1.4.1 Negative Logic


• Some applications will use negative logic. Effectively this is the opposite of positive logic.

Positive Logic - a high/low voltage or current level indicates a true/false condition

Negative Logic - a low/high voltage or current level indicates a true/false condition


• This is common in a variety of applications. Reasons include,

- we want current to flow when things are alright, consider an E-stop.

- a device input “floats high” so that when there is no input it turns on. This is common with many integrated circuits.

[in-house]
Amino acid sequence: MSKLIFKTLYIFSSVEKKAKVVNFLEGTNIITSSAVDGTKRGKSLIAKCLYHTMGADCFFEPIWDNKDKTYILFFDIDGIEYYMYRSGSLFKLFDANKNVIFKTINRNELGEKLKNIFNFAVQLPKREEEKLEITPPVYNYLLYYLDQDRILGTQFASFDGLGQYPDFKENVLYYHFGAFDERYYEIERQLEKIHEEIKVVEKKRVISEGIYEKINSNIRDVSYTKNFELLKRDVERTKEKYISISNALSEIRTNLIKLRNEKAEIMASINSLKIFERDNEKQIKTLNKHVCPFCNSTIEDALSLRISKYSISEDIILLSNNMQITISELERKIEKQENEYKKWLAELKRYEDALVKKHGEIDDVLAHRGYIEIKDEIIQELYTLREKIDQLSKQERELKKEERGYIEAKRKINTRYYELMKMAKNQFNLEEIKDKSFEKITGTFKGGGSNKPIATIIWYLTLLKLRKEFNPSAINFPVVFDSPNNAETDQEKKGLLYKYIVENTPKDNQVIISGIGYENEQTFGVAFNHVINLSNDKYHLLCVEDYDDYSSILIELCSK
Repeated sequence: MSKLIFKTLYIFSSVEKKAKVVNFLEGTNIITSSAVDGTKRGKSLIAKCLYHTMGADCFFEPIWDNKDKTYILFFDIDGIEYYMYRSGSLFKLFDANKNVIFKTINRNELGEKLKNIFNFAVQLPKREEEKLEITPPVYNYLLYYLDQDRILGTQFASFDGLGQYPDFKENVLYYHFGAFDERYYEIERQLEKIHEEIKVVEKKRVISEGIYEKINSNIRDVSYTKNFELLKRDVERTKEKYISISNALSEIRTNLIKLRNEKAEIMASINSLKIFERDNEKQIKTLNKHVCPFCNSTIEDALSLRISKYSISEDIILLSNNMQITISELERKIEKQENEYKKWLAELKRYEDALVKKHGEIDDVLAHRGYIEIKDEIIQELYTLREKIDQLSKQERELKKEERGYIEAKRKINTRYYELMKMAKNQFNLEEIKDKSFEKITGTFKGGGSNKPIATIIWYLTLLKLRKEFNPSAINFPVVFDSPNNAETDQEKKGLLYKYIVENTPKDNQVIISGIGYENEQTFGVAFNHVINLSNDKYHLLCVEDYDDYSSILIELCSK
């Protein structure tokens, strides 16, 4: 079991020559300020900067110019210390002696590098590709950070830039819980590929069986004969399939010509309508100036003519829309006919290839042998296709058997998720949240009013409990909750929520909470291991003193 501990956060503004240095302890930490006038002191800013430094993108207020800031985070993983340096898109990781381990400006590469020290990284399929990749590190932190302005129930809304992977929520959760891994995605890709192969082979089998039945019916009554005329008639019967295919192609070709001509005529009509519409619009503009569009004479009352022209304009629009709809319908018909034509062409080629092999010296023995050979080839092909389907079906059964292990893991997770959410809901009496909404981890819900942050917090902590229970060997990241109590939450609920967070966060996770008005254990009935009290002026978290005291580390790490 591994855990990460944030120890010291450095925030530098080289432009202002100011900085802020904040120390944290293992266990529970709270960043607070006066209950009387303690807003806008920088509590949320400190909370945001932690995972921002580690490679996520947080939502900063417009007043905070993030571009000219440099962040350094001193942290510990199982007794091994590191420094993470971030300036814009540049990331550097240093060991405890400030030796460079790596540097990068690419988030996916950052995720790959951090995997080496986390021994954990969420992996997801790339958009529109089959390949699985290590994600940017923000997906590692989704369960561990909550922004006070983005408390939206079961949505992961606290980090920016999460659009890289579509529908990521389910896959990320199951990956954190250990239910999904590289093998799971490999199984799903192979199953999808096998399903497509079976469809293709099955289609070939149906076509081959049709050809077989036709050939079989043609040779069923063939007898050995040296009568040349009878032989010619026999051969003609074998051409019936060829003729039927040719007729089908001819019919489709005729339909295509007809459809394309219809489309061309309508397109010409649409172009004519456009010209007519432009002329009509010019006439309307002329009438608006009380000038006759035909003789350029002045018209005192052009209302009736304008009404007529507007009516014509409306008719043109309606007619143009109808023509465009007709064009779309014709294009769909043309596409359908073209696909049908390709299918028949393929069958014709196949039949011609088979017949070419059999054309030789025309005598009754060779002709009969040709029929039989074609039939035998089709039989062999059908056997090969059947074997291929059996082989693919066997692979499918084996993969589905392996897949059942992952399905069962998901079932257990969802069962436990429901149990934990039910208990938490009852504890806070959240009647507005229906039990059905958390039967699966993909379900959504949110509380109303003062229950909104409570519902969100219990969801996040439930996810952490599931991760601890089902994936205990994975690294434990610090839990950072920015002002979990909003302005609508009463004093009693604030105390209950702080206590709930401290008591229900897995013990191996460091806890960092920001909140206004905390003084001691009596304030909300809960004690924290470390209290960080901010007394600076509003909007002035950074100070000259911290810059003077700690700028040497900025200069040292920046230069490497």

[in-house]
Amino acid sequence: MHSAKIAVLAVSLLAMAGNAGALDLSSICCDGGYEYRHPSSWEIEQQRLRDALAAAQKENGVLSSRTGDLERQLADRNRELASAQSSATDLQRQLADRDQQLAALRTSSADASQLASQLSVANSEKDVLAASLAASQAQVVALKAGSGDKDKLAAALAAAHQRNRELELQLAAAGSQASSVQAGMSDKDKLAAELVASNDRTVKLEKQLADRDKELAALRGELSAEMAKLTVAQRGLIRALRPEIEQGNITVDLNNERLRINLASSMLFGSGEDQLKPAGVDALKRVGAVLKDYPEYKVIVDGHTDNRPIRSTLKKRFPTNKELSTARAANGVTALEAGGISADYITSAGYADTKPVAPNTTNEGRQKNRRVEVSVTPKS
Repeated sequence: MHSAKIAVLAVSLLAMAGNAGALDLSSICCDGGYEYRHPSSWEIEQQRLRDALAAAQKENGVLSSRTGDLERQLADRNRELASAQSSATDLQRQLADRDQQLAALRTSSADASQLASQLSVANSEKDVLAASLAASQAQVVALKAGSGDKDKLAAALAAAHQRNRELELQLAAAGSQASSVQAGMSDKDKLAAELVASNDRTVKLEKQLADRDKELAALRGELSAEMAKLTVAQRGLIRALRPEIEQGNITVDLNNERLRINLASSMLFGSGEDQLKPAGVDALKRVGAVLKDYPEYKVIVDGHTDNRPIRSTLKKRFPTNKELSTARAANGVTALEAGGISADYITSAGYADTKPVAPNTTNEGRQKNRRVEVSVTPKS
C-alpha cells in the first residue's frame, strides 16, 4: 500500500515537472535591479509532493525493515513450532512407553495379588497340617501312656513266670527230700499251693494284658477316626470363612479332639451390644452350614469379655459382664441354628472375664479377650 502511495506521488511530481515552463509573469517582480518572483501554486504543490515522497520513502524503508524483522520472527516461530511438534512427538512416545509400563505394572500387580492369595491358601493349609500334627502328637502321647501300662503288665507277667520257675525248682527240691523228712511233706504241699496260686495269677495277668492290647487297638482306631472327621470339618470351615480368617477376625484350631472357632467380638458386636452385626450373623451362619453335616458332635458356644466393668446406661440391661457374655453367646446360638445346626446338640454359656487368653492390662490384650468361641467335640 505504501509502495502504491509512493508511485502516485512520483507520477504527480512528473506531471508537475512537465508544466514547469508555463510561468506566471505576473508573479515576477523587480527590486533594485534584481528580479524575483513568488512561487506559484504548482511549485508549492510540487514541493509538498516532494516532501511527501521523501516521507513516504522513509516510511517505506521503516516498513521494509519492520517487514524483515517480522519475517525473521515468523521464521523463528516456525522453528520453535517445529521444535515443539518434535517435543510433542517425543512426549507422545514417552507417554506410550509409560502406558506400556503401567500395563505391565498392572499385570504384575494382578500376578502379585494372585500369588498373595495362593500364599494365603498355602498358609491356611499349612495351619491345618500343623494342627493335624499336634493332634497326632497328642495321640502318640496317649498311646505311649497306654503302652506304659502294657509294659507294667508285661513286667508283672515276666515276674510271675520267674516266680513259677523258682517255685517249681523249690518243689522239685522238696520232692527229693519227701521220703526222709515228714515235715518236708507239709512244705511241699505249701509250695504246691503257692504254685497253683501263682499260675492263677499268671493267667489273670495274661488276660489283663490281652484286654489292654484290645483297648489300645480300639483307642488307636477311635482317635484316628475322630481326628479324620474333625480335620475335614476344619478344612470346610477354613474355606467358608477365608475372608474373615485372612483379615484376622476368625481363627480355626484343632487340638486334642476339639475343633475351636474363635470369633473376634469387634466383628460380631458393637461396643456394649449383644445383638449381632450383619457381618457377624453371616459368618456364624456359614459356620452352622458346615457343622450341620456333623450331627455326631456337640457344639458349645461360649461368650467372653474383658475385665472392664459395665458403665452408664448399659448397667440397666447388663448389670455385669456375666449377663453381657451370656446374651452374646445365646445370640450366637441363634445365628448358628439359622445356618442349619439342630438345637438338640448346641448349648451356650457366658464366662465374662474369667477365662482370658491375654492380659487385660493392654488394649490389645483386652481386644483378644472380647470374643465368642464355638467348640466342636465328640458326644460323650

1.4.2 Common Logic Forms


• Recognizing certain logic forms allows faster identification and solution of design problems.


• These include,

- Comparitors

- Decoders

- Code conversion

- Adders/Subtractors - NAND/NOR Forms


• Remember the basic forms for NAND and NOR and then apply de’Morgan’s theorem.
 - Multiplexers


• Multiplexors allow us to select a single output from several inputs.



• In ladder logic this can be done as below,



• Demultiplexers work in reverse. - Seal-in Circuits